I practically live at high school basketball tournaments, working triple duty as mom, fan, and publicist. Whenever I am at a game I live tweet the event, not just for my own followers, but for my son Skyler.
When other basketball parents see me live tweeting the games they are in awe. But when I offer to show them how to do it, they shake their heads and say, “No, I don’t do that Twitter thing.” I don’t get it. Skyler wants to go to college and play ball, and I need him to go on a scholarship. A student athlete searching for college recruitment is a competitive path. Athletic skill and a good attitude are important, but the reality is social media matters too.
Think about it – there are only so many high school games and tournaments college coaches can attend. Social media is a way for me to give my son an audience with coaches that might not otherwise see him. So I live tweet, I network, I lobby, I showcase, and I promote. Relentlessly. In my mind this is the same thing I would do for him were he looking to go to school on an academic scholarship. Social media helps me do just that.
Before you even say it, I know that social media is a double-edged sword, we see that in the news everyday. At a recent tournament I overheard a coach telling his team, “I don’t want to see any of you on Twitter this week. Your feeds are just embarrassing!” As another adult responsible for the social image of an athlete, I understand his plight, but I’m tired of hearing all of the social media don’ts from coaches, school administrators, and parents with no suggestions of what to do instead. Social media is like fire. Sure it can burn you, but it can also heat and sustain you. If you teach a child how to respect its power, they can learn how to use social for their own benefit. My participation helps my son because I’m leading him by example. I am teaching Skyler by doing, but all along the way we are discussing every aspect of using social media, because I am on his team.
At the beginning of my son’s high school basketball career, we sat down and charted a marketing plan for his brand. Yes, his brand. (I teach my children to think of themselves as a brand and encourage them to protect and promote it as if it were Nike or McDonald’s.) Overall, it’s been a great team effort for us. I’m more active on social media (because it’s my profession), but regardless we made a conscious decision to put the bulk of the content creation in my hands versus his. It looks better for me to speak of Skyler’s accomplishments versus Skyler being seen to constantly post about himself. Just as in real life, no one enjoys being around people who only talk about themselves. You want to generate an interest in your brand through authentic conversations, and I want my son to use his feed to highlight his total personality; his genuine interest in the community at large, as well as in individuals.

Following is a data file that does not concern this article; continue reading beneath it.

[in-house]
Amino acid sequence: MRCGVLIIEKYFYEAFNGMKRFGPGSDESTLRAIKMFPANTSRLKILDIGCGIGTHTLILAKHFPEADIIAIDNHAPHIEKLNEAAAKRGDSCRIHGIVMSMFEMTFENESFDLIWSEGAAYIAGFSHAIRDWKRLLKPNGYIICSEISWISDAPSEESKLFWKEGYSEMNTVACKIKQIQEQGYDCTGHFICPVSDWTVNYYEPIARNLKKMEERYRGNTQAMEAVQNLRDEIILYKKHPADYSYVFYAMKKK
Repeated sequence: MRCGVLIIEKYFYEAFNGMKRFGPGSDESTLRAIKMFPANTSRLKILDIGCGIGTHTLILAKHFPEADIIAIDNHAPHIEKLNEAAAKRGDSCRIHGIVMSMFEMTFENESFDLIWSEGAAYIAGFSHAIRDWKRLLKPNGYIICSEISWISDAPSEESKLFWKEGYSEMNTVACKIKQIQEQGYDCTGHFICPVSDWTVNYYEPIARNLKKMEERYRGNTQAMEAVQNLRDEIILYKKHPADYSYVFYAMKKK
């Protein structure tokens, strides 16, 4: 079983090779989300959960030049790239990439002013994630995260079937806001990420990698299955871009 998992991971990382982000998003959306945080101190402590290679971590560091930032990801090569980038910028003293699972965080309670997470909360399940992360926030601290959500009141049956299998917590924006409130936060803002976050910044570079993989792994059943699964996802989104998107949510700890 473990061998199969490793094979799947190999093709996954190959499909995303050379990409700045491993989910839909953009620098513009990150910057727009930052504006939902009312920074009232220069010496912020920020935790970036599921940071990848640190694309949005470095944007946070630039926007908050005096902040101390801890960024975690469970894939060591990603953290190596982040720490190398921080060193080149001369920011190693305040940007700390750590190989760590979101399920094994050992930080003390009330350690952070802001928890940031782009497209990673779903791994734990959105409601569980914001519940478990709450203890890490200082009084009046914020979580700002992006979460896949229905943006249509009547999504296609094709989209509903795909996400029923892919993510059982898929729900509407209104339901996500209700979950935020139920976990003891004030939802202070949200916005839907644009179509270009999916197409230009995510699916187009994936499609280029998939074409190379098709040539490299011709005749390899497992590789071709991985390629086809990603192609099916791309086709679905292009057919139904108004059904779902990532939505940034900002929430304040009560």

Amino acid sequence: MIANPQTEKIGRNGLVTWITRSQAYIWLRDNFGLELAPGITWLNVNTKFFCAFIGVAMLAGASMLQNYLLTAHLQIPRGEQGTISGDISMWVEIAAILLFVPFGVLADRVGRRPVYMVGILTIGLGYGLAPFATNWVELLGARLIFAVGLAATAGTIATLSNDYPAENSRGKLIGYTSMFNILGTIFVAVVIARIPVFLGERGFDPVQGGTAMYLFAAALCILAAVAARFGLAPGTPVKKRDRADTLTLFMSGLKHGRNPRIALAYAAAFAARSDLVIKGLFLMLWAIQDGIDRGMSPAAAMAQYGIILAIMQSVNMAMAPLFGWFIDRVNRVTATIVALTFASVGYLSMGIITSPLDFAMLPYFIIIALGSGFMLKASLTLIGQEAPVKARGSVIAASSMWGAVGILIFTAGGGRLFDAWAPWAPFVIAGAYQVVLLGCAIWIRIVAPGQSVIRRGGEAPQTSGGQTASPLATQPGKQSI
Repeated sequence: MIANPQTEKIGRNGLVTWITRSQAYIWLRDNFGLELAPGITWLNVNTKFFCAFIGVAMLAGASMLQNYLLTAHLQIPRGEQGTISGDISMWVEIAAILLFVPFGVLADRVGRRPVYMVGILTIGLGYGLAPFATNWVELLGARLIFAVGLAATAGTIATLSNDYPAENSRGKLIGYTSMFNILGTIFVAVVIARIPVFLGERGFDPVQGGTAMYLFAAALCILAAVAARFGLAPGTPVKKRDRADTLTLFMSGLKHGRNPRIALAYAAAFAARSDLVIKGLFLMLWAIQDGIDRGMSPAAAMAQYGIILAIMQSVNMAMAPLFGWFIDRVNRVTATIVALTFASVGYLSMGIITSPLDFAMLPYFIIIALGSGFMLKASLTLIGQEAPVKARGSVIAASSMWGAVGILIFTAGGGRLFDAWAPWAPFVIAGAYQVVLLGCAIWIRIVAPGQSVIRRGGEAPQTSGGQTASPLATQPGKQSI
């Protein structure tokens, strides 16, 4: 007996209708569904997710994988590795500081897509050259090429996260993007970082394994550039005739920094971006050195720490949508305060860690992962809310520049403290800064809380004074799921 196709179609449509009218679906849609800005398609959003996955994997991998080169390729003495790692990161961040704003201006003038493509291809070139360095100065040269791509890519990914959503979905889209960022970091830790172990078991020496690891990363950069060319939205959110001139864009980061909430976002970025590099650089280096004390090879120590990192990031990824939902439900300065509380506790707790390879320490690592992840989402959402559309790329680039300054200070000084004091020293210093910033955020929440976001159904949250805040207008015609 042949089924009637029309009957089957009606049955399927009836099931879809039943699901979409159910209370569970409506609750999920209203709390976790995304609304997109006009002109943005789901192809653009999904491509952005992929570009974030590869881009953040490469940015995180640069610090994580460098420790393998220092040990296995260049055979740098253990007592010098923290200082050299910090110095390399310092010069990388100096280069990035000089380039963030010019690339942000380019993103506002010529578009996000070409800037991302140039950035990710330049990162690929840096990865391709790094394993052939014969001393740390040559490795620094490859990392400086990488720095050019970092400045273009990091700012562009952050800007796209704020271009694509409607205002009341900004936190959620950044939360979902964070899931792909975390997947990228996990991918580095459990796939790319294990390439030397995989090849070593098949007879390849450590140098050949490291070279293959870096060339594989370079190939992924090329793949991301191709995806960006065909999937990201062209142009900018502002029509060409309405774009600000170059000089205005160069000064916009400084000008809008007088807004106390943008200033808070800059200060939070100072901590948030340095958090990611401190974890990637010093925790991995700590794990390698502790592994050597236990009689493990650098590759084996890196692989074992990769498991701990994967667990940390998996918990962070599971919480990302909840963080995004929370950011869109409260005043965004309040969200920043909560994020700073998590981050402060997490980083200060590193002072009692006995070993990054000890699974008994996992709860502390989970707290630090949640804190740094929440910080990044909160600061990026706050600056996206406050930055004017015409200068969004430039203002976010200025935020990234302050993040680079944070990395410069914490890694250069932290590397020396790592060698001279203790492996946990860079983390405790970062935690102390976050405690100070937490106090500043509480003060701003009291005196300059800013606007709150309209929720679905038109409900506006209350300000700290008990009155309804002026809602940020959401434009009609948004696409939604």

While he’s doing that, I keep a close watch on mentions of him, particularly during and after games. I make a point to retweet such mentions inputting any missing IDs or hashtags. This brings Skyler more social capital and it also shares social capital with the original poster, so it’s mutually beneficial.
I have logged so many miles driving to practices and games, patched up so many injuries, and spent so much money on this kid and his dreams, so why in the world wouldn’t I take advantage of everything available to me to help him achieve his goals?
By the same token, why wouldn’t you? Whether you want to use it in pursuit of an athletic scholarship, or just so your teen learns to use the different platforms productively and responsibly, I promise you, social media is not a difficult language to become fluent in.
Here are a few pointers to get your family started:
1. Create an ID that stays the same across social channels for brand consistency and easy recognition. If you constantly introduced yourself with different names in the real would, no one would really know who you are. The same holds true for your social identity. Stay consistent. You are introducing yourself to a community that you hope will remember you.
2. Keep an active Google search of your name and any common misspellings of your name, so that you stay aware of what others are saying about you. Also keep an eye on mentions of you, particularly on Twitter.
3. Don’t let mentions go unanswered. Favoriting is fine, but it doesn’t have a lot of social capital. You really need to retweet to get the full value of the interaction.
4. Do your homework. Find out the handles and appropriate hashtags for events, tournaments, schools and so on, before you post. Show attention to detail and your professionalism by tweeting efficiently and intelligently. Retweets and mentions are social capital. Spread the wealth.
5. When you go to someone’s home or party, you would typically say something to the effect of, “Thank you for having me. I had a nice time.” The same holds true for social media. When your athlete goes on a college visit or to a tournament or a workshop, use your social platforms to say thank you to the host venue and/or organization.
6. Don’t forget pictures and videos. We are a visual society. Use your social platform to not only tell the world who your athlete is, show them. A picture is worth a thousand words.
Last but not least, schools want athletes, but they need student athletes that will represent their school in the manner they are accustomed. Think of it as a brand merger. You are hoping to merge your brand with their brand. Your posts are an extension of your personal and professional resume. Don’t just focus on stats. Post content to social media that paints the complete picture of who you are, someone a school will not only want to know, but be proud to merge into their campus feed.
Image courtesy of Lori Holton